Wednesday, September 5, 2012

'Everyone' can help prevent suicide by knowing warning signs, how to help

By KARREY BRITT, The Lawrence Journal-World via

Every day, someone dies by suicide in Kansas.

Marcia Epstein, director of Headquarters Counseling Center in Lawrence, believes suicide prevention is everyone’s business.

“We all have the opportunity to say a kind word or smile at somebody, and it can make a difference in that person’s day. Those are the kinds of things that we are not going to know the impact necessarily, but that’s a starting point,” she said.

Headquarters has counselors who answer the state’s 24-hour National Suicide Prevention Lifeline and it offers bereavement support for those who have lost a loved one to suicide. Epstein estimated the center gets between 10 and 15 calls a day related to suicide. The center recently received a $480,000 federal grant to help reduce suicide attempts and deaths statewide.

According to the Kansas Department of Health and Environment, there were 385 suicides last year in Kansas, 408 in 2010, and 376 in 2009. In Douglas County, there were seven last year, 21 in 2010, and 12 in 2009.

“We need to be able to talk openly about suicide, and that means if we are the one who is struggling or if we are the one who notices someone who is struggling,” Epstein said.

The warning signs that someone may be suicidal include:

• threatening to hurt or kill oneself.
• looking for ways to kill oneself such as seeking access to pills, weapons or other means.
• talking or writing about death, dying or suicide.
• talking about hopelessness.
• showing rage, anger or seeking revenge.
• acting recklessly or engaging in risky activities such as drinking and driving.
• withdrawing from friends, family or society.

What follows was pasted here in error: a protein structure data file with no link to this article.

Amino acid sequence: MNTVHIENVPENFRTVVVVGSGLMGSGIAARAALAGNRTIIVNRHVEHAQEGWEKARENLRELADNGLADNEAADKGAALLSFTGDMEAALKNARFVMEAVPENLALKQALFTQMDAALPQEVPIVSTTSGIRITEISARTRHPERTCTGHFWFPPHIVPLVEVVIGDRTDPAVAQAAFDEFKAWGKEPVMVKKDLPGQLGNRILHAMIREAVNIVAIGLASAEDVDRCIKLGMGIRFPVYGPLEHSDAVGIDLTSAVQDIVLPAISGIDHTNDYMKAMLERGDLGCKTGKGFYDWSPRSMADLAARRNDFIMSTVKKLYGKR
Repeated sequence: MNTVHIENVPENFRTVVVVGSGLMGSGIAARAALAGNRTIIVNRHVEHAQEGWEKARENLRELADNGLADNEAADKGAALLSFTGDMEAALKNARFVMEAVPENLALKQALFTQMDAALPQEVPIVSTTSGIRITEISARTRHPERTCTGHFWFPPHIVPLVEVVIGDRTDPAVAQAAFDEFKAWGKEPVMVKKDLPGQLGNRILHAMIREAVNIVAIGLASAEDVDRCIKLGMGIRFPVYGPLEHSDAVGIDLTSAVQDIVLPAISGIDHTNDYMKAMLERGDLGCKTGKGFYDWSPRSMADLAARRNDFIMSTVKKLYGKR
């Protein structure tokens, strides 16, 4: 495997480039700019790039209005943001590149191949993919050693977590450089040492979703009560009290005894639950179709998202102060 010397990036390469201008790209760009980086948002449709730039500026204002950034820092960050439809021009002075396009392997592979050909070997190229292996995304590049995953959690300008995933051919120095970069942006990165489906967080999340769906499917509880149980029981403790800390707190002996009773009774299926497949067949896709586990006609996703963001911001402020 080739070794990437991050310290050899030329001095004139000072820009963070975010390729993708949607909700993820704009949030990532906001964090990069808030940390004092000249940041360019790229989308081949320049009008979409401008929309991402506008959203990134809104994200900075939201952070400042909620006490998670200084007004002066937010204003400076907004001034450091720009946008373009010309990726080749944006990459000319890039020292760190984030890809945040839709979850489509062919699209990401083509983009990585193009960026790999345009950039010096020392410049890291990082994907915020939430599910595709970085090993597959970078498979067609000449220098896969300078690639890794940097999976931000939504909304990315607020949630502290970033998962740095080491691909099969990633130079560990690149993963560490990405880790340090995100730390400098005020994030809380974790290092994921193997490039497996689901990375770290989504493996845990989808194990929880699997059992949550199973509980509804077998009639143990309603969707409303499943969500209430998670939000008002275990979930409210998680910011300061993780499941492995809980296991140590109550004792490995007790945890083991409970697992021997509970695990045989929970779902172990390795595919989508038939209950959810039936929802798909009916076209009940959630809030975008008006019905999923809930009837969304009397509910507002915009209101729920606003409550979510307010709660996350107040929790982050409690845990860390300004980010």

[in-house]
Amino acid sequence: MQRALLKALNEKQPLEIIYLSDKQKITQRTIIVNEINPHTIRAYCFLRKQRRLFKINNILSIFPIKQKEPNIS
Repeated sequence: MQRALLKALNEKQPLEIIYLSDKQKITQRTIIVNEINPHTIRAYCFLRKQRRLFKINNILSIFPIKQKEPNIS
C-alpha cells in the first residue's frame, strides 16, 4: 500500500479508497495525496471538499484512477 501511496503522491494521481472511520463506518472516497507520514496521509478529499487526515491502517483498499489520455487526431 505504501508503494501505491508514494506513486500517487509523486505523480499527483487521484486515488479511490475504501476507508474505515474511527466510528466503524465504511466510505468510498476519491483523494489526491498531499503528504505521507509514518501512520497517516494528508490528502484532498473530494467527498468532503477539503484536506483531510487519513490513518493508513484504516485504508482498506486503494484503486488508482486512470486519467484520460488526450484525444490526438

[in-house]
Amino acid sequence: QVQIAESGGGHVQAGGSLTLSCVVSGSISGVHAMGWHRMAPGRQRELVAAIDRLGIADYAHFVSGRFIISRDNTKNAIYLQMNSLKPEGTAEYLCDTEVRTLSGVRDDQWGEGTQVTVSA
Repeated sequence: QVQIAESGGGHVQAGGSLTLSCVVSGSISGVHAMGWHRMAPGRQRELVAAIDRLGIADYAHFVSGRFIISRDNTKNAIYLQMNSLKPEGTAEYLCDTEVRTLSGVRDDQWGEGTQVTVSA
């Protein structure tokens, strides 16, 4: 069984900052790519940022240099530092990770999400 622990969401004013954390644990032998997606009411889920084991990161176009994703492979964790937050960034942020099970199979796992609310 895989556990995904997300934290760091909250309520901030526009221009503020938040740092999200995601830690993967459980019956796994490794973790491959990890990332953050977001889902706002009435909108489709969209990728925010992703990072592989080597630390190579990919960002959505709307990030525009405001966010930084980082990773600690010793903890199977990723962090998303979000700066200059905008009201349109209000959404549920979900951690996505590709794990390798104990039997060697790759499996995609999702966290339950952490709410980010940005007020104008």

Eunice Ruttinger, director of adult services at Bert Nash Community Mental Health Center, said if you think someone is at risk for suicide, you should ask him or her matter-of-factly: Are you thinking about killing yourself? Are you having thoughts of suicide? Ruttinger said while some people may think talking about suicide can plant the idea in the person’s mind, it’s not true.

Ruttinger said it’s important to listen and tell that person you want to help them. “We can’t assume that it’s just talk and not action,” she said.

If they have a specific plan on how they are going to kill themselves and the means to do it, seek help immediately by taking them to a community mental health center or hospital emergency room; don’t leave them alone. If the person refuses to get help, you may need to call law enforcement. You also can call the National Suicide Prevention Lifeline at 800-273-8255.

Ruttinger said it’s common for someone to refuse treatment.

“One of the symptoms of depression is you don’t want to do anything. So you are so depressed, you don’t want to engage and you don’t necessarily think anything is going to happen and you feel really helpless,” she said.

If someone has been depressed and then suddenly seems to be doing real well or seems to have turned the corner, think again. That corner may be a commitment to death.

Bert Nash staff members, including Ruttinger, teach people how to respond to suicidal thoughts and behavior in its Mental Health First Aid classes. It also provides counseling and treatment for those at risk.

“They absolutely can get better and that’s the key in talking to people who are having suicidal thoughts. That it is a symptom of a mental health diagnosis and they can get help and recover,” Ruttinger said.